In a move to separate cyclists and scooter riders from cars on Pershing Drive, Mayor Todd Gloria directed city staff on Thursday to install bollards to create bikeways in both directions.
The action was intended as a temporary measure until the San Diego Association of Governments begins construction on permanent protected bikeways on Pershing Drive, where two San Diegans recently lost their lives after being struck by cars.
"I brought to this office a firm commitment to creating safe and easily accessible ways for San Diegans to get from Point A to Point B without a car," Gloria said. "That's why my city budget this year included $1.1 million to create the Safe and Sustainable Transportation for All Ages and Abilities Team, a new 12-member unit dedicated to planning and building bikeways across the city."
San Diego resident Greyson Crawford is for changes on Pershing, but she also believes it's not a one size fits all fix.
"I think the one on Pershing is a really good idea because there have been some fatal accidents, plus I see a lot more bike traffic on Pershing than I do up near 30th – near 30th I think there’s pros and cons to it since it took away a lot of parking," said Crawford.
"Well I think If you open up the bike lanes it’s gonna help immensely," San Diego resident Ariel Linares told NBC 7. "People get in accidents whether they’re driving or walking or cycling all the time unfortunately but this most certainly helps."
Linares says it’s about time, and these temporary safety changes are a step in the right direction as deadly accidents, where people were killed by drivers, have occurred.
On Saturday, 34-year-old Johnathan Sepulveda was killed when a car struck him as he was taking a nighttime ride on an electric scooter in Balboa Park.
The northbound sedan, driven by a teenage girl, hit Sepulveda from behind in the 2800 block of Pershing shortly before 11 p.m. Saturday, according to police and the county Medical Examiner's Office.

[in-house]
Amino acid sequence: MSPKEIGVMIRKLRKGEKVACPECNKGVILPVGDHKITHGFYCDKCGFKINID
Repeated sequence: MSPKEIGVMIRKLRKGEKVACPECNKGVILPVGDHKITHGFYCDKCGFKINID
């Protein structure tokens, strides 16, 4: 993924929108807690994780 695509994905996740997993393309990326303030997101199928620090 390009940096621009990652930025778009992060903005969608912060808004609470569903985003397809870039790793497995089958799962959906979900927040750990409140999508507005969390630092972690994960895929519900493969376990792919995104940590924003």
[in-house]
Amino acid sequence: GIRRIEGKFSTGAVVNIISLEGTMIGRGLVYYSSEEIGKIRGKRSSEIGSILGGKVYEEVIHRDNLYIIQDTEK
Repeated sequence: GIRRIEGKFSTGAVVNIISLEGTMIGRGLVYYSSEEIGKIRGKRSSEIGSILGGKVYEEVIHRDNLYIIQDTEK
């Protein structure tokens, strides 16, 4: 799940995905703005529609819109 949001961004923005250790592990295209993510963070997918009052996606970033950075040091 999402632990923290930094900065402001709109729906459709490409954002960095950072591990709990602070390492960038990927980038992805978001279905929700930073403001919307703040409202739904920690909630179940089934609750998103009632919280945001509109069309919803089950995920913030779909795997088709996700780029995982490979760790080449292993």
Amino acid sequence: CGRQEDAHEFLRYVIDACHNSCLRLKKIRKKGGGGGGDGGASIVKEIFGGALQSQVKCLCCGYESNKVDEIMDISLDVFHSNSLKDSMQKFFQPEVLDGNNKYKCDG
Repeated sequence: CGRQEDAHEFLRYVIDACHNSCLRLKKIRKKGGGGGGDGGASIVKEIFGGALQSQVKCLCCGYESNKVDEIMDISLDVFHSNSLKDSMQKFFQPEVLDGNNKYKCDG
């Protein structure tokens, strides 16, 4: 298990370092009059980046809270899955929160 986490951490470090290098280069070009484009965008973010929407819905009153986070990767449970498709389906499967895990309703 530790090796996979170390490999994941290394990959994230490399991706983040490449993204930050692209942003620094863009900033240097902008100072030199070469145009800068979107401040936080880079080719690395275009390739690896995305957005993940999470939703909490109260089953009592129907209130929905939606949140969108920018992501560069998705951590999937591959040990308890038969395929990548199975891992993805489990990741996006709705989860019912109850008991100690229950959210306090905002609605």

Sepulveda, whose sister and brother-in-law were riding scooters in front of him at the time of the crash, died at the scene.
On July 20, a man who was allegedly driving under the influence of methamphetamine fatally struck 57-year-old Laura Shinn, an architect and director of facilities planning at San Diego State University.
Police said that at about 7:30 a.m., Shinn was struck from behind while riding on Pershing. She was taken to Scripps Mercy Hospital in Hillcrest, where she was pronounced dead shortly after arriving, according to the Medical Examiner's office.
Shinn was a beloved bicyclist and her death highlighted the cycling community's calls for safer bikeways along Pershing Drive and other busy bikeways with little separating bikers from traffic.
"And that's why SANDAG and the city have implemented policy changes to cut the permitting time on bike infrastructure projects," Gloria said. "Traveling around our city without a car should not be life-threatening. I will continue to work to make active transportation safe for all residents in all neighborhoods."
Work on the temporary bikeways to prevent similar collisions has begun. They are scheduled to be complete in early October. Construction on permanent bikeways by SANDAG is expected to begin in early 2022.
"Mayor Todd Gloria campaigned on making streets more safe, and now he is making it happen," said Colin Parent, executive director of Circulate San Diego, a think tank focused on regional mobility. "Circulate welcomes this bold action to help make our streets safe for everyone."
"It’s terrific that Mayor Gloria is taking some immediate bold action to make some safety improvements here on Pershing Drive," said Parent. "It’s really valuable to have safe streets so that people are able to get where they are going without having to rely on a car and without fearing for their lives."
2021 has brought a rash of cycling-related deaths to San Diego, San Diego Bike Coalition leaders said. There is now a total of 14 cyclists killed in crashes with vehicles in the county, the nonprofit claimed.
"In light of the recent tragedies that have struck our community, this installation is a step toward a safer, more cyclist- and pedestrian-friendly San Diego," said San Diego Bike Coalition executive director Andy Hanshaw. "We recognize the city of San Diego's actions here today and urge SANDAG to continue to prioritize the safety of active transportation users in our region so that no other family loses their loved ones to what can be prevented through well-planned and safe infrastructure."